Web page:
Schools in areas with a “very high” Covid-19 alert will not be subject to blanket closures, the prime minister has confirmed.

Boris Johnson told the House of Commons today that despite stricter curbs on socialising and other activities in so-called “tier three” areas, schools would remain open.

The rolling out of a new triple tier system across England means regions will impose different rules depending on whether they are deemed to have a “medium”, “high” or “very high risk”.

However, the government has confirmed that current rules for schools – which include a different tiered system of actions that can be taken – will remain in place in all three types of area.

Johnson said today that the majority of the country will be re-classified as being at “medium” alert level, while those already undergoing local lockdowns will make up the “high” alert tier.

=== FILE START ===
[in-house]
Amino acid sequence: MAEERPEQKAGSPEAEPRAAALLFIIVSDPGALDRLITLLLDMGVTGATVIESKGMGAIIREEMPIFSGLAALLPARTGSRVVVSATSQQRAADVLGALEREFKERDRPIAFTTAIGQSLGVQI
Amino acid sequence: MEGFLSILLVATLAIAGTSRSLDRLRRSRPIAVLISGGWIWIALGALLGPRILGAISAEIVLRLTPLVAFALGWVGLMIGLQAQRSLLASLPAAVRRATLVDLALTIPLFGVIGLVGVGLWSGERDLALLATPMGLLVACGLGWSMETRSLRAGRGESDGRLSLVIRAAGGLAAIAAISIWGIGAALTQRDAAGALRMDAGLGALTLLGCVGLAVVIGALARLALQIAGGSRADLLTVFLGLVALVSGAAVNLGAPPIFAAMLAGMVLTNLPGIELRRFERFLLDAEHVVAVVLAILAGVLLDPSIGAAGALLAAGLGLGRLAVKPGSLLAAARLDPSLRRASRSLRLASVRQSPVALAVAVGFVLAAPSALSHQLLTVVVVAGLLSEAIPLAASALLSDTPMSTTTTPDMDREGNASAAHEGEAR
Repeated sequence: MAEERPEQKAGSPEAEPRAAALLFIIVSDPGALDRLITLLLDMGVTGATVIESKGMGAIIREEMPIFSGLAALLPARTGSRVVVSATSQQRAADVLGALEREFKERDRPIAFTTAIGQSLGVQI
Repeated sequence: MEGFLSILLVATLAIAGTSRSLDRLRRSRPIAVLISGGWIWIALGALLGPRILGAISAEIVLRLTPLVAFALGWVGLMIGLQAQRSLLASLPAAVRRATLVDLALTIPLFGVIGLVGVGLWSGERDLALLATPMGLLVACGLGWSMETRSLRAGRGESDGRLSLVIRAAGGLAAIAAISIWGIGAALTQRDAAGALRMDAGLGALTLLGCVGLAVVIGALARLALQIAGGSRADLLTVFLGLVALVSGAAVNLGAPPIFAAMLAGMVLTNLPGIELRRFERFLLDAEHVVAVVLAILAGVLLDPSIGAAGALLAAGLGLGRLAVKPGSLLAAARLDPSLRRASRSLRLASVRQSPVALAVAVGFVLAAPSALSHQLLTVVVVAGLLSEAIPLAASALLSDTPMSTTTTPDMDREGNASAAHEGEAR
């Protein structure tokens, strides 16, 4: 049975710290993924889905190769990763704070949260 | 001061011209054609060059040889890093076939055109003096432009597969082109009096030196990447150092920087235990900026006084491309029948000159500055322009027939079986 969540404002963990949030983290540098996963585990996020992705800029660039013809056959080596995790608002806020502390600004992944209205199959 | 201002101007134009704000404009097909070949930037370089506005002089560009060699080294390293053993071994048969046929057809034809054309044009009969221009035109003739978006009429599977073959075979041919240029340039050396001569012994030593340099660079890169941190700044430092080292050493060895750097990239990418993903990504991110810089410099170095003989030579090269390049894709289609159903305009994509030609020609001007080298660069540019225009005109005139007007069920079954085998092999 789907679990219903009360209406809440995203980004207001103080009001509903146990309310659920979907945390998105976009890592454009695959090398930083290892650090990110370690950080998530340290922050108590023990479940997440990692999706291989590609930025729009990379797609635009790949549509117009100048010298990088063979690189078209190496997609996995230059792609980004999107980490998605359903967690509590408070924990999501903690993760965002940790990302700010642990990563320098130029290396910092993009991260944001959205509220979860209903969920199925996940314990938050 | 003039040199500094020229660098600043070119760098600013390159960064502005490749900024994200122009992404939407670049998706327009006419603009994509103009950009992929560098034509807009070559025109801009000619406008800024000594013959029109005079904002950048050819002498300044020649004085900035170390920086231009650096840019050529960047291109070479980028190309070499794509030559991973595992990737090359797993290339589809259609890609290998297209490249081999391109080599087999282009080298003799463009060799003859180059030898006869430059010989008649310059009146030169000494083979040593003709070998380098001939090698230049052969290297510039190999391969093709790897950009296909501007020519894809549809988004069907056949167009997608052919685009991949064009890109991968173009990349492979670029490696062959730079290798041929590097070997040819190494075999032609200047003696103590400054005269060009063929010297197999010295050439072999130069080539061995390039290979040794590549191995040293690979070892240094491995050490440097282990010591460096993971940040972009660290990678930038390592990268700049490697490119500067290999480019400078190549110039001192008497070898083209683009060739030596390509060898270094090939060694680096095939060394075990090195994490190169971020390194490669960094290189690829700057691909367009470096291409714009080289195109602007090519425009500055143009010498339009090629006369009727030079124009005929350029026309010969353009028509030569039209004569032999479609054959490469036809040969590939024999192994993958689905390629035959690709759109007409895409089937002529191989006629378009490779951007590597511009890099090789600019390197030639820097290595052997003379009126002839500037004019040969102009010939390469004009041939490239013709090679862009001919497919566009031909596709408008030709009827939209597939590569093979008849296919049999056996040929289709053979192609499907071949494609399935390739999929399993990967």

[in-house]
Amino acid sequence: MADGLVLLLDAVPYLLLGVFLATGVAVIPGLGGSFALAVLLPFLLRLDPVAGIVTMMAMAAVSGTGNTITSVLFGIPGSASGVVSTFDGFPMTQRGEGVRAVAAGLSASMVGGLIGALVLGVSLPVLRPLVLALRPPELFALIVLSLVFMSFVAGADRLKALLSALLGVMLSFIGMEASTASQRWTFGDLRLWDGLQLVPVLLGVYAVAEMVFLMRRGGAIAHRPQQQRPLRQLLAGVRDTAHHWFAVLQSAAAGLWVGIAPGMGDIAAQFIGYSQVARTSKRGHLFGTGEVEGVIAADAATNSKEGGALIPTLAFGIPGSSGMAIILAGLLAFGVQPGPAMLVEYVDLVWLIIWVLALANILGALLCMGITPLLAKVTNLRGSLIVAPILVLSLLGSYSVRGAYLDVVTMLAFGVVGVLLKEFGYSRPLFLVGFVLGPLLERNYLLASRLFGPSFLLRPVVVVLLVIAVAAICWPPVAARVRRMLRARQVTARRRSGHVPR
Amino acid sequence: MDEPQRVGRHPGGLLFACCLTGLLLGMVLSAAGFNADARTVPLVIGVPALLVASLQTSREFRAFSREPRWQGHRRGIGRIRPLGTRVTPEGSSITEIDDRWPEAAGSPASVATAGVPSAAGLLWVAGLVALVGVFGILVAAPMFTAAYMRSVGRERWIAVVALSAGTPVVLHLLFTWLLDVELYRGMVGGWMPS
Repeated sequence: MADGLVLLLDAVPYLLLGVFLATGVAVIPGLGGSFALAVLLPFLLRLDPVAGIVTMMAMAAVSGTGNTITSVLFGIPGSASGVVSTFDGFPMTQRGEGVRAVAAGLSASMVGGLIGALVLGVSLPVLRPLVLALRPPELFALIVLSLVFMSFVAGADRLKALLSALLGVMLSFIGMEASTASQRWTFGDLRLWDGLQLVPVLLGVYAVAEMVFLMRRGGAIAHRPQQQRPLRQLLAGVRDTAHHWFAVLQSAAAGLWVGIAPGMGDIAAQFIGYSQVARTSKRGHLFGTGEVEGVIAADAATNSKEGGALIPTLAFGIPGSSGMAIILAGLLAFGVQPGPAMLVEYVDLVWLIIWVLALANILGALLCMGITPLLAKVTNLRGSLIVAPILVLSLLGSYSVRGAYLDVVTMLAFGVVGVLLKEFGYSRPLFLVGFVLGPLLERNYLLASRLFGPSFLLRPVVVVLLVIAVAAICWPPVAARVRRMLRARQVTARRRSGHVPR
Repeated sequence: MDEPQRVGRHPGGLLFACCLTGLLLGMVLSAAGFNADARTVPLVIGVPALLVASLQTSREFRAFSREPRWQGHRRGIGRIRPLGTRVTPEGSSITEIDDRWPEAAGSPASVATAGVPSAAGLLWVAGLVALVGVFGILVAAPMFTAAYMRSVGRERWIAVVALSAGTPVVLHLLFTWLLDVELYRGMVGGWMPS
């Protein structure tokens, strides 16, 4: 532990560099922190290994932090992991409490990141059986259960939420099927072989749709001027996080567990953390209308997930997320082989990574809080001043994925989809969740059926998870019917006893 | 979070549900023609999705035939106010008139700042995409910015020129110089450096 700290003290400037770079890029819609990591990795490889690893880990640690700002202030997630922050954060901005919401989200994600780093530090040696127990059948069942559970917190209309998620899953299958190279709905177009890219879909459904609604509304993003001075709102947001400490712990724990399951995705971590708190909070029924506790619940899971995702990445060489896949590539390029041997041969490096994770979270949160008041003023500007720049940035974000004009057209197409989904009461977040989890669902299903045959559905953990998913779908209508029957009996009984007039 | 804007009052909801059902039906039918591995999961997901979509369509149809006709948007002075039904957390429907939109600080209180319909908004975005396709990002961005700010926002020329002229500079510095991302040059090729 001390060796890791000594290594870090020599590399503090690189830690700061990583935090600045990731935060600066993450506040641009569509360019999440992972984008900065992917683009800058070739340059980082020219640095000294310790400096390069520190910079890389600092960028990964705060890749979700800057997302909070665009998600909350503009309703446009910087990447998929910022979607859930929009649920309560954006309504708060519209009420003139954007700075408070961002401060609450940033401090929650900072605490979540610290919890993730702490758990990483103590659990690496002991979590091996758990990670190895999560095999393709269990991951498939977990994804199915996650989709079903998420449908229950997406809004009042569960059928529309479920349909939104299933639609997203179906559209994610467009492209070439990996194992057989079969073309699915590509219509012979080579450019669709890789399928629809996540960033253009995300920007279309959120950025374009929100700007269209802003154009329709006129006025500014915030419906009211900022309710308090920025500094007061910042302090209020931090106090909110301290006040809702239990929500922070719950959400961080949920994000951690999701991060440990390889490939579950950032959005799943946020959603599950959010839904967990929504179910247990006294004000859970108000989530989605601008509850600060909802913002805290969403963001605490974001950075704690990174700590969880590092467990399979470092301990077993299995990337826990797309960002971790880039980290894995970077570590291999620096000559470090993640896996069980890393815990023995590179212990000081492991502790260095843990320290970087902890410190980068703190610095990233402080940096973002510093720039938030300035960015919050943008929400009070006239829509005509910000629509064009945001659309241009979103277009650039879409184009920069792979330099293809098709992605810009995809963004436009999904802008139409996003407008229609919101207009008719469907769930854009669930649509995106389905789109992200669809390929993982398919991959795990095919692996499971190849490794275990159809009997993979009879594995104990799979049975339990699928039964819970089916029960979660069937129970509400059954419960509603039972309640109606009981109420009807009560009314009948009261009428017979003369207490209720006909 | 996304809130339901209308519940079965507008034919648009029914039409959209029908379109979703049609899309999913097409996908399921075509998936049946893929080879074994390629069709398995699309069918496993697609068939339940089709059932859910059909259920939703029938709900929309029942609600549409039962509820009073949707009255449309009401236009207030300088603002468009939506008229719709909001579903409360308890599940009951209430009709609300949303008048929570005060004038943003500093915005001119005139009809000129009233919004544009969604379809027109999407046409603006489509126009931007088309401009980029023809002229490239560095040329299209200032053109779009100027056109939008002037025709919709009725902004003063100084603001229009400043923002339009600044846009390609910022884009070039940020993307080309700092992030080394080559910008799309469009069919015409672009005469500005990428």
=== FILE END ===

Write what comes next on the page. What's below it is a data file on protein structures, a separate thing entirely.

In tier three areas, the government “will set a baseline of prohibiting social mixing indoors and in private gardens and, I’m sorry to say, closing pubs and bars”, he added.

The PM explained that additional measures and “more severe local action” could take place in these regions.

“This could lead to further restrictions on the hospitality, leisure, entertainment or personal care sectors but retail, schools and universities will remain open,” he added.

The DfE confirmed today that current rules for schools will remain in place. These require staff and pupils with classic Covid symptoms to self-isolate and arrange a test, and state that schools should send home those who have been in close contact with confirmed cases.

Confusingly, schools are also subject to their own four “tiers” of action that can be taken in areas under local lockdowns. These are not in line with the three tiers announced by Johnson today.

The PM also announced today that Liverpool, which recorded 600 Covid cases per 100,000 people, well above the national average of 74, would be the first area placed in the “very high” tier.